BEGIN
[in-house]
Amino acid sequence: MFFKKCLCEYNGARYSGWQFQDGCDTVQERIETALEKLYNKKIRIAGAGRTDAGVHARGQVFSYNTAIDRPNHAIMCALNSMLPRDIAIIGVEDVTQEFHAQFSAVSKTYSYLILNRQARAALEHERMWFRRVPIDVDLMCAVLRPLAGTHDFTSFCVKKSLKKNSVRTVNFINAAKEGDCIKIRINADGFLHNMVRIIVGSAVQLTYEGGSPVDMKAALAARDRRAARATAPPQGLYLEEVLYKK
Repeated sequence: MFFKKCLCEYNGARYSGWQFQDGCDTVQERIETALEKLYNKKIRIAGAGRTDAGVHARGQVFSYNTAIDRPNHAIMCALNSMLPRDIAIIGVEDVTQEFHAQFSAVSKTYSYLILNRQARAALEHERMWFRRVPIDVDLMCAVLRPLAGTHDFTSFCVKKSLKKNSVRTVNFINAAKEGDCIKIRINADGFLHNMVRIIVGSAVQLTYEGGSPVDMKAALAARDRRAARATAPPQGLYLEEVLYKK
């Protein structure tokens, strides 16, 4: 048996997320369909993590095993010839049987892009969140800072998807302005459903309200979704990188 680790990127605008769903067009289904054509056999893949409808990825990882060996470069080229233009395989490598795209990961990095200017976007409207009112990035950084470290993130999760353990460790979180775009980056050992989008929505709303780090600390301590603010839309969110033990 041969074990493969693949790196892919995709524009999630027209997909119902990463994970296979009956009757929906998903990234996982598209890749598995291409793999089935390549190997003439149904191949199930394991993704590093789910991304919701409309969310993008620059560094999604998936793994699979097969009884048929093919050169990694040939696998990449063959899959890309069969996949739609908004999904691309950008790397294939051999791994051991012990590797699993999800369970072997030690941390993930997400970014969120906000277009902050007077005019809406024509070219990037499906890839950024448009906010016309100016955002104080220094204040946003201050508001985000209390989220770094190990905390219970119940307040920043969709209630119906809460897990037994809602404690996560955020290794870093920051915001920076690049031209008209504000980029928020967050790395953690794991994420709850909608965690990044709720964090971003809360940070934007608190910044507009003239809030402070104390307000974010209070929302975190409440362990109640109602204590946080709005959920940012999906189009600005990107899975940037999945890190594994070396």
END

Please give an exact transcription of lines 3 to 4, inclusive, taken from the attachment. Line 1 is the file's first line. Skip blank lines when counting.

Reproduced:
Repeated sequence: MFFKKCLCEYNGARYSGWQFQDGCDTVQERIETALEKLYNKKIRIAGAGRTDAGVHARGQVFSYNTAIDRPNHAIMCALNSMLPRDIAIIGVEDVTQEFHAQFSAVSKTYSYLILNRQARAALEHERMWFRRVPIDVDLMCAVLRPLAGTHDFTSFCVKKSLKKNSVRTVNFINAAKEGDCIKIRINADGFLHNMVRIIVGSAVQLTYEGGSPVDMKAALAARDRRAARATAPPQGLYLEEVLYKK
């Protein structure tokens, strides 16, 4: 048996997320369909993590095993010839049987892009969140800072998807302005459903309200979704990188 680790990127605008769903067009289904054509056999893949409808990825990882060996470069080229233009395989490598795209990961990095200017976007409207009112990035950084470290993130999760353990460790979180775009980056050992989008929505709303780090600390301590603010839309969110033990 041969074990493969693949790196892919995709524009999630027209997909119902990463994970296979009956009757929906998903990234996982598209890749598995291409793999089935390549190997003439149904191949199930394991993704590093789910991304919701409309969310993008620059560094999604998936793994699979097969009884048929093919050169990694040939696998990449063959899959890309069969996949739609908004999904691309950008790397294939051999791994051991012990590797699993999800369970072997030690941390993930997400970014969120906000277009902050007077005019809406024509070219990037499906890839950024448009906010016309100016955002104080220094204040946003201050508001985000209390989220770094190990905390219970119940307040920043969709209630119906809460897990037994809602404690996560955020290794870093920051915001920076690049031209008209504000980029928020967050790395953690794991994420709850909608965690990044709720964090971003809360940070934007608190910044507009003239809030402070104390307000974010209070929302975190409440362990109640109602204590946080709005959920940012999906189009600005990107899975940037999945890190594994070396």